|By Sarah Mills1/3 |By Sarah Mills
|By Sarah Mills2/3 |By Sarah Mills
|By Sarah Mills3/3 |By Sarah Mills
By Sarah Mills
LONDON (Reuters) - After two decades in make-up fronting one of Asia's biggest heavy metal bands, Freddy Lim is finding the transition to the more formal surroundings of the Taiwanese parliament harder than expected.
Six months after being elected legislator in Taipei's 5th District, the long-haired political activist and lead singer of Chthonic is still trying to get his new colleagues to overlook his "weird" appearance in parliament.
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"It's not just that I was shocked, I think the entire system and the office and the people in the parliament were shocked," Lim told Reuters of his political arrival before the Metal Hammer Golden Gods awards in London this week.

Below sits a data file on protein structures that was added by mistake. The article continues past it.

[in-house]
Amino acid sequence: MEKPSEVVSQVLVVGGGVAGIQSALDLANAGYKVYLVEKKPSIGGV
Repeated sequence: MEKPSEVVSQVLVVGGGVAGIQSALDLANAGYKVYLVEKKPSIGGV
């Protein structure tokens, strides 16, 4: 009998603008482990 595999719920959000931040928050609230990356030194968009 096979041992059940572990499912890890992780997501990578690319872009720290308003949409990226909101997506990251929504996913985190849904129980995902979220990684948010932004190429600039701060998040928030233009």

Chthonic's music often focuses on Taiwan's identity, with graphic music videos such as 2013 hit 'Supreme Pain for the Tyrant'.
But he told the London crowd after picking up the Global Metal Band award that he now channels "the anger from my metal head persona into parliament".
The human rights campaigner, former chairman of Taiwan's Amnesty International and co-founder of the political New Power Party, said he had found the switch to politics more difficult than expected.
However, he believed rock stars were "strong" and therefore effective at tackling issues, even if they impacted on his music.
"I just can't tour like I used to," the 40-year-old singer said.
(Writing by Patrick Johnston in Singapore; Editing by Nick Macfie)